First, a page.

So then, [in] the video, we’re playing, then they bring the wolves in, and for half the video they were on leashes. You don’t really see the zookeepers at all; they’re just, like, leading them around through behind the amps and stuff. But then, for the other half of the video they actually let [the wolves] off their leashes and let them run around. So I’d be, like, playing and headbanging [laughing], and I’d look and there’d be this wolf staring at me with its teeth out. We got kinda scared. At the end, you could see [that] some of the wolves were starting to, like, get really restless and kinda panicking. The loud music [was] kinda scaring them, and some of them were a little bit harder to tame.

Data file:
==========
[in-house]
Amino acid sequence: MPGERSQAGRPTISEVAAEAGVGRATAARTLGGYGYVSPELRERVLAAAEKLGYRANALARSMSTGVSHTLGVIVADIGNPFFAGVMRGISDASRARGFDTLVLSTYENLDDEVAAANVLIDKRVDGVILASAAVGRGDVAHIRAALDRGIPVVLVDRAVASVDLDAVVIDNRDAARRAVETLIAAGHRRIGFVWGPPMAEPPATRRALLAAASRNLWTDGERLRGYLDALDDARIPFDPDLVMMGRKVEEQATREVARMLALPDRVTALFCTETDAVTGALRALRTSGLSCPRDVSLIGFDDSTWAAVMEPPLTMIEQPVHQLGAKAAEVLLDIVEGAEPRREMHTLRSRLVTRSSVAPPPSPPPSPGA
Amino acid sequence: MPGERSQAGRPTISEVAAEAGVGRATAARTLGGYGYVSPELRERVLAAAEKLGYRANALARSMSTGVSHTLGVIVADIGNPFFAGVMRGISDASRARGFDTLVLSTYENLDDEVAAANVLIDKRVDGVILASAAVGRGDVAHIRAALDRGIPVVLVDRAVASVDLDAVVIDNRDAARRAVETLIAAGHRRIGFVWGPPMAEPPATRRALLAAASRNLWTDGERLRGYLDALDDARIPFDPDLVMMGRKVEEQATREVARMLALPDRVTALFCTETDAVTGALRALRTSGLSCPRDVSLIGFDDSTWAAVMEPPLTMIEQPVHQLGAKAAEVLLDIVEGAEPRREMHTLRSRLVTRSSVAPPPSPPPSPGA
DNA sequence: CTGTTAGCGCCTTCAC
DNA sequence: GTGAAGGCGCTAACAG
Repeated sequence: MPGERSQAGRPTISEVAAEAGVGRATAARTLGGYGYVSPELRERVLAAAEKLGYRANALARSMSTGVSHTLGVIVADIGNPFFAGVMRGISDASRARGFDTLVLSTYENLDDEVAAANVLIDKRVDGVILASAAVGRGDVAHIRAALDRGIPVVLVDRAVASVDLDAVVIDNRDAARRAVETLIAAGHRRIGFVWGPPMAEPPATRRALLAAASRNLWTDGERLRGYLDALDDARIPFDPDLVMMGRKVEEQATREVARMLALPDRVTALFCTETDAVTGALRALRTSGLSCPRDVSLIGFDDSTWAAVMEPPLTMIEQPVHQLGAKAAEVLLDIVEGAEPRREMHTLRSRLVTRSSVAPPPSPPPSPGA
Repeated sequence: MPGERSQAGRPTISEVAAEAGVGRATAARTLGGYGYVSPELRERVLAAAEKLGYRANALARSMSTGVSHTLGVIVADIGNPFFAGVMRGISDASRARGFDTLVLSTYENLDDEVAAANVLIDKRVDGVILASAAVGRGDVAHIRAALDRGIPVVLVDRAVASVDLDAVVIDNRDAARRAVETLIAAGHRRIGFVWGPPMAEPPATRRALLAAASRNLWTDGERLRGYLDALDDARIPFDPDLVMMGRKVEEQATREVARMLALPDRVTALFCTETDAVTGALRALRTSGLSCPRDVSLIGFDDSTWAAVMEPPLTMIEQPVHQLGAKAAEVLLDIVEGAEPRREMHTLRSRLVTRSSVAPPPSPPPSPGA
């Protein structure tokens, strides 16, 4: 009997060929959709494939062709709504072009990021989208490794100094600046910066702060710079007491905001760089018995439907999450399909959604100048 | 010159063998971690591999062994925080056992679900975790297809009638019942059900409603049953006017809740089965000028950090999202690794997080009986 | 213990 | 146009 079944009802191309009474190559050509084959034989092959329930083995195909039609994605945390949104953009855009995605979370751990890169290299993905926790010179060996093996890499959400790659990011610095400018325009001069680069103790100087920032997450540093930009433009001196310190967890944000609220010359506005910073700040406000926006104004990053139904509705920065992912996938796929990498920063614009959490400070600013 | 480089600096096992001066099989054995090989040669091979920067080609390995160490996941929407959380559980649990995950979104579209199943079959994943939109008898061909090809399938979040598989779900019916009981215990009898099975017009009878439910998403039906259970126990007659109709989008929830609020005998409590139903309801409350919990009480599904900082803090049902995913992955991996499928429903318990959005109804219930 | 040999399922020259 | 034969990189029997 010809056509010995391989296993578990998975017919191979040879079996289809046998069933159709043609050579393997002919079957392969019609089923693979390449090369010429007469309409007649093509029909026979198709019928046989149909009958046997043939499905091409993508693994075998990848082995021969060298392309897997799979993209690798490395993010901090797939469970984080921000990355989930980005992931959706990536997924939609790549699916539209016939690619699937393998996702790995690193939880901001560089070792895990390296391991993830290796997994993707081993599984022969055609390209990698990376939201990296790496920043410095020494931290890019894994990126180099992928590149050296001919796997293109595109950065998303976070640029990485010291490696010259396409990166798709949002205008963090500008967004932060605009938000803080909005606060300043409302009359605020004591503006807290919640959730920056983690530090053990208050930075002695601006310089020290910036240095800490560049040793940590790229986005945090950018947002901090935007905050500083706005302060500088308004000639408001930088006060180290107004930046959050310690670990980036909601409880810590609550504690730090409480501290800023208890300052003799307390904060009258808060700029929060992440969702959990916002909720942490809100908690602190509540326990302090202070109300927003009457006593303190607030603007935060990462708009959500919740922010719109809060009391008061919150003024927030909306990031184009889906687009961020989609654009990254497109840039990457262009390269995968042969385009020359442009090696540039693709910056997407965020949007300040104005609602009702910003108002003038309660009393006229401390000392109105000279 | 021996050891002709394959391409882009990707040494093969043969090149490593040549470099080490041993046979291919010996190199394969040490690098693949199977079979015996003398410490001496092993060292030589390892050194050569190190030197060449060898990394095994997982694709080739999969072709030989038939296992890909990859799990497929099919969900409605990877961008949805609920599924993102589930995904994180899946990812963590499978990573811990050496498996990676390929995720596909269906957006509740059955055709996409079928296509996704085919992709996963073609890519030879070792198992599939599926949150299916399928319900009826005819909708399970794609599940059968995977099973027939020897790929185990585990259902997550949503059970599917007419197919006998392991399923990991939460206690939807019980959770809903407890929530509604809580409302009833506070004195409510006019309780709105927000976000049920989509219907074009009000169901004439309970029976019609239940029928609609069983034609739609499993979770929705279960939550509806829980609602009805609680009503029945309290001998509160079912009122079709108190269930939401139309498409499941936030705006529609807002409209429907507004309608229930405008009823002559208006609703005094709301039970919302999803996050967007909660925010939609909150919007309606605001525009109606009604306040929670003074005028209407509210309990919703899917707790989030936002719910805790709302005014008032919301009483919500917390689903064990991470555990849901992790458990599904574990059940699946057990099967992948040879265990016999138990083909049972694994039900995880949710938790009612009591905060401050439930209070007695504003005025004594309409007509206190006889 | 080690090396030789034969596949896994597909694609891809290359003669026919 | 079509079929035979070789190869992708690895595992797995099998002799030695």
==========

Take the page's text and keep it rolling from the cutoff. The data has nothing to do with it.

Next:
The only thing that was kind of digitally edited [was] where you see this wolf kinda attack Liam, or like it’s about to… They filmed the scene of the one mother timberwolf trying to attack the male arctic wolf and they cut the arctic wolf out and put a shot of Liam singing in the mic so it looks like the wolf is growling in his face and trying to attack him. That’s the only kind of digital editing. Otherwise, it’s all actual wolves. It’s kinda crazy–they were actually throwing pieces of raw meat around the room to attract the wolves and a couple times we’d freak out because some of these pieces of meat would either land on our shoe or by my amp or something. It was kinda funny. But it was a good video. It was probably one of the most fun times I’ve ever had making a video.

Were you still with Abacus Recordings when the label was folded into Century Media?